Moreover, it is an open secret that President Ghani Government and Afghan National Forces (ANF) are incapable of taking on the complete responsibility for the country. Even today, with the ground and air support of the US-led coalition forces, ANF is incapable of establishing the writ of the State in the country. With time, the Taliban’s territorial control in Afghanistan has been increasing. Besides, several radicalized terrorist organizations continue to have safe hideouts in Afghanistan.

Read more: US troop withdrawals threaten to fuel greater, potentially problematic Gulf assertiveness…

Presently, everyone is supportive to Afghan-owned, Afghan-led reconciliation process. Both the United States and Afghanistan National Government conceded to a negotiated end of the 17-year war. However, Afghan Taliban is reluctant to establish direct contacts with President Ghani Government. They had refused to talk with President Ghani’s representative in the forthcoming meeting scheduled in Saudi Arab.

Nevertheless, Islamabad has a different take from the American hawks. The Foreign Minister of Pakistan Shah Mehmood Qureshi expressed his optimism over the United States’ decision to withdraw troops from Afghanistan. He believed that US-led coalition troops withdrawal would lead to peace in Afghanistan.

The Pentagon’s strategy paper, submitted to Congress in the last week of December, clearly differs from Trump’s plan to withdraw troops from Afghanistan.

However, the critical review of Afghanistan history indicates that the departure of foreign forces from Afghanistan intensifies the tribal feuds and ethnic conflicts. It increases the violence in the Afghan society and creates the 1990s like a situation in the country that had facilitated the Taliban to overthrow the government and establish the theocratic regime in Kabul.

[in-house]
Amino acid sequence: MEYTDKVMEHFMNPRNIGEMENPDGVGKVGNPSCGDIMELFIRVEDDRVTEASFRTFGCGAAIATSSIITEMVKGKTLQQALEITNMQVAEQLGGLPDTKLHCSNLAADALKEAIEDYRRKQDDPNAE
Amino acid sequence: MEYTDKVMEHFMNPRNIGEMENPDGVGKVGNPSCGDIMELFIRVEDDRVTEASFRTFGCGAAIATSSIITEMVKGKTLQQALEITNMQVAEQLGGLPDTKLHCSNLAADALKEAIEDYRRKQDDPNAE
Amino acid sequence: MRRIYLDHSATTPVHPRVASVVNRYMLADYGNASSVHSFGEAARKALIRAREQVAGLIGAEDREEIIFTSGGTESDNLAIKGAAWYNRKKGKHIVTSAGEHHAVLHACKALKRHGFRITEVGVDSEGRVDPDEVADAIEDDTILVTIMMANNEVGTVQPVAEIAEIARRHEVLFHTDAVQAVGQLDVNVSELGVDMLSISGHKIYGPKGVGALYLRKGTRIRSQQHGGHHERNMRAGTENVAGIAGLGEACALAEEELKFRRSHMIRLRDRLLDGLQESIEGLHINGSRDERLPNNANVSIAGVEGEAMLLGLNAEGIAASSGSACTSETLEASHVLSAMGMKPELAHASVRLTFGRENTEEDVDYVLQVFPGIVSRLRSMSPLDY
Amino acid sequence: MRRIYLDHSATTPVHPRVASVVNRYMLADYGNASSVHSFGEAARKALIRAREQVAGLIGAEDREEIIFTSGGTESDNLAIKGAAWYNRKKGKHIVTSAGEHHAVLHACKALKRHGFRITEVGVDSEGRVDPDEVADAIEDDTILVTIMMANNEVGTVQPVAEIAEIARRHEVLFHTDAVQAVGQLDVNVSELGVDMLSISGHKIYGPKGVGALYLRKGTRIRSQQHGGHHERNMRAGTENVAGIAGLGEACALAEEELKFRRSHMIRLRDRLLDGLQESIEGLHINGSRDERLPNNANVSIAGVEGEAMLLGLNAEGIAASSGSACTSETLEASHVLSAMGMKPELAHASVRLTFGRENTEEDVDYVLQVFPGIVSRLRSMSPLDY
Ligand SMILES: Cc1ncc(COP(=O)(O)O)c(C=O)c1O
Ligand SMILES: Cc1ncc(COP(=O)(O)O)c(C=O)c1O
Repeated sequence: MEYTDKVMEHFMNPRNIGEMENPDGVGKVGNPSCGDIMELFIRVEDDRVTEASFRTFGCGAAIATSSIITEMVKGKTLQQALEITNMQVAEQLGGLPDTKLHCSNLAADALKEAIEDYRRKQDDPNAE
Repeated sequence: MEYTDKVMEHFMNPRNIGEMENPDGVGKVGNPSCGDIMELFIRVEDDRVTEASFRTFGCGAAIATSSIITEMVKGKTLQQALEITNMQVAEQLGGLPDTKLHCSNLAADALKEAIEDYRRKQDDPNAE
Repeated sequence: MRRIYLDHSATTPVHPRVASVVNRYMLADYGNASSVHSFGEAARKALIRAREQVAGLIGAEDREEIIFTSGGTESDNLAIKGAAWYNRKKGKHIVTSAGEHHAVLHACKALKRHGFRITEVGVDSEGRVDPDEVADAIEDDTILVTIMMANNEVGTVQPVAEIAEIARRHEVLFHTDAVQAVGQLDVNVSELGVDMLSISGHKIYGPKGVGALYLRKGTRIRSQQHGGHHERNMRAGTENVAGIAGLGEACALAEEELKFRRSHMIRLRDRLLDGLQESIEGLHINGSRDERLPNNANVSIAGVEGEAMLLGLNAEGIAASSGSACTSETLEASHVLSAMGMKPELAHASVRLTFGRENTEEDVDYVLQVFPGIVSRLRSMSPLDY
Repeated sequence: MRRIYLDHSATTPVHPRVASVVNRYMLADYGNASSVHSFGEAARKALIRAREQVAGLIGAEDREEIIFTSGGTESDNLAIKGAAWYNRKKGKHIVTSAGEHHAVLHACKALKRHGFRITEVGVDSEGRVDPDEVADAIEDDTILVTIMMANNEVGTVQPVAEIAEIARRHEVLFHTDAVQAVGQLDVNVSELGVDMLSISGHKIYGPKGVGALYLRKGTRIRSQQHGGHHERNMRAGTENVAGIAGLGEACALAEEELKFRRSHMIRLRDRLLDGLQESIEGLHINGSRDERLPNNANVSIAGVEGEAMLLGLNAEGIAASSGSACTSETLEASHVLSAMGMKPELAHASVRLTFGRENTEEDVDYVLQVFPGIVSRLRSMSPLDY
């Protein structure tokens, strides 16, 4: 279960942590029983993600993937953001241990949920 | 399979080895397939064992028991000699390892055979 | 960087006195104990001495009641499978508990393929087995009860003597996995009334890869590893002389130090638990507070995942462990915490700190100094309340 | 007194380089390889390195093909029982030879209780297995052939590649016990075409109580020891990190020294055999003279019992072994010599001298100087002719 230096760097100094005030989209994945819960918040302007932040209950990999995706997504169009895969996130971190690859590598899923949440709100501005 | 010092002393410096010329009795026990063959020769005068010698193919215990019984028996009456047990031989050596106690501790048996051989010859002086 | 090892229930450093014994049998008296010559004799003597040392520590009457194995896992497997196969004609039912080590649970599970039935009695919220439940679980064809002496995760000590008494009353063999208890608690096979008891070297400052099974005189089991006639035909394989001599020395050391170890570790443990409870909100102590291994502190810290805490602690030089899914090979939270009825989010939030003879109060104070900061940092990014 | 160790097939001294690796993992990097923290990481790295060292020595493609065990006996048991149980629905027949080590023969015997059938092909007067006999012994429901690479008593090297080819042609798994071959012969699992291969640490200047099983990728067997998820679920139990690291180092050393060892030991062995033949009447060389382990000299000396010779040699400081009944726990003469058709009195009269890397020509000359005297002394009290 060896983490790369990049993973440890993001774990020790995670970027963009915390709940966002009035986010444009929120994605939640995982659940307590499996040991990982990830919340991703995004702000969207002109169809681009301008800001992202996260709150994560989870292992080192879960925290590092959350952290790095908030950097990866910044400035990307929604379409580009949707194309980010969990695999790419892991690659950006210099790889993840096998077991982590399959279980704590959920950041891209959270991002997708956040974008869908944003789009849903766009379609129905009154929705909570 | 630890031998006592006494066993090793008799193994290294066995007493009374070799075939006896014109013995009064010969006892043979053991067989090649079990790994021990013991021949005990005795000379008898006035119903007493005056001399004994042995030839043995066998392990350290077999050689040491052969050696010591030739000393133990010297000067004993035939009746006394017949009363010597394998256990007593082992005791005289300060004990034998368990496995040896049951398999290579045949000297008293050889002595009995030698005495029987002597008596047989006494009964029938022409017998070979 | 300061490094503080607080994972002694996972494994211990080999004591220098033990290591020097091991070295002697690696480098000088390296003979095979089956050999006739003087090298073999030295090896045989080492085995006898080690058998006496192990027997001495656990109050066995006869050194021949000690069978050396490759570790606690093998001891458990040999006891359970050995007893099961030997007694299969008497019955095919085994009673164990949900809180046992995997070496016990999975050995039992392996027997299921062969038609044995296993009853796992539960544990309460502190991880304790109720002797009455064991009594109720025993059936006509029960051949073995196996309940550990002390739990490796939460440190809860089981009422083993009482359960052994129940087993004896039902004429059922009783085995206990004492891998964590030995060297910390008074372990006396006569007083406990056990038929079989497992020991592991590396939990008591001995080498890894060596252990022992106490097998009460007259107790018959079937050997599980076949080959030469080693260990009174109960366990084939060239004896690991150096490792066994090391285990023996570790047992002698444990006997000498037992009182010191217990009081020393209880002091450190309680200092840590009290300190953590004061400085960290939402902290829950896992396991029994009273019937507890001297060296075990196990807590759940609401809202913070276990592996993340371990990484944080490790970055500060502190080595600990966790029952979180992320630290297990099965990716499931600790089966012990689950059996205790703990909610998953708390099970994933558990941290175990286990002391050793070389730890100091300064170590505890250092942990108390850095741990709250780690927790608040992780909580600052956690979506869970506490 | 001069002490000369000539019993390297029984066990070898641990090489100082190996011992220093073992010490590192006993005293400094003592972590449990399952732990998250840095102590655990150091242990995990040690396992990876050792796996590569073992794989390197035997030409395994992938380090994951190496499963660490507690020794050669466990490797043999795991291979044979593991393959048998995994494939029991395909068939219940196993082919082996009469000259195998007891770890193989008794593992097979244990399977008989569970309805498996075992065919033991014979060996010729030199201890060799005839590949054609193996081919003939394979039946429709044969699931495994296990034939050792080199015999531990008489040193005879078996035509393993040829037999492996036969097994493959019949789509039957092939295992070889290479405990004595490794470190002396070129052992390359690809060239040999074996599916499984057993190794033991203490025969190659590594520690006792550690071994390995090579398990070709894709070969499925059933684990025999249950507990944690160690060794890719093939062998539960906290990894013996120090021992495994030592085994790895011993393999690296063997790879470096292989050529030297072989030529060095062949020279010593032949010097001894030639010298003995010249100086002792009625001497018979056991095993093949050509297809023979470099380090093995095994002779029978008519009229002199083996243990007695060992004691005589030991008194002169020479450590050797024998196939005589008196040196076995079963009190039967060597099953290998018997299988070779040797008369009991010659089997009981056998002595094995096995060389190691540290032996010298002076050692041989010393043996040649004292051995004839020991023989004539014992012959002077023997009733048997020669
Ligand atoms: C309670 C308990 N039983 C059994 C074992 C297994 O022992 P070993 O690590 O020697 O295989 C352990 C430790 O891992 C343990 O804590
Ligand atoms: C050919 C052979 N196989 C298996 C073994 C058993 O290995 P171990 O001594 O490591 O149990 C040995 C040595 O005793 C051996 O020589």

Indeed, everyone desires peace in Afghanistan. However, without adequate planning, the withdrawal of the US-led coalition forces from Afghanistan produces an advantageous situation for the radicalized militant groups, such as Tehreek-i-Taliban Pakistan, remnants of Al-Qaeda, Daesh, Central Asian and Chinese militant organizations, etc.

Read more: How the Afghan Taliban defeated USA ?

They could exploit the Afghan territory for pursuing their aggressive agenda regionally and globally. Thus, a hasty withdrawal of the United States would increase the chaos and intensify Afghanistan’s civil war, which is fitting for the militant groups’ endurance in the country. To conclude, sooner or later the US-led troops have to leave Afghanistan. However, the timetable of withdrawal of the troops is very critical.

Dr. Zafar Nawaz Jaspal is Associate Professor, School of Politics and International Relations, Quaid-i-Azam University, Islamabad. He is also an advisor on Non-Proliferation to SASSI, London and a course coordinator at Foreign Services Academy for the Pakistan Ministry of Foreign Affairs. Email: jaspal_99@hotmail.com. This piece was first published in Pakistan Observer. It has been republished with the author’s permission. The views expressed in this article are the author’s own and do not necessarily reflect Global Village Space’s editorial policy.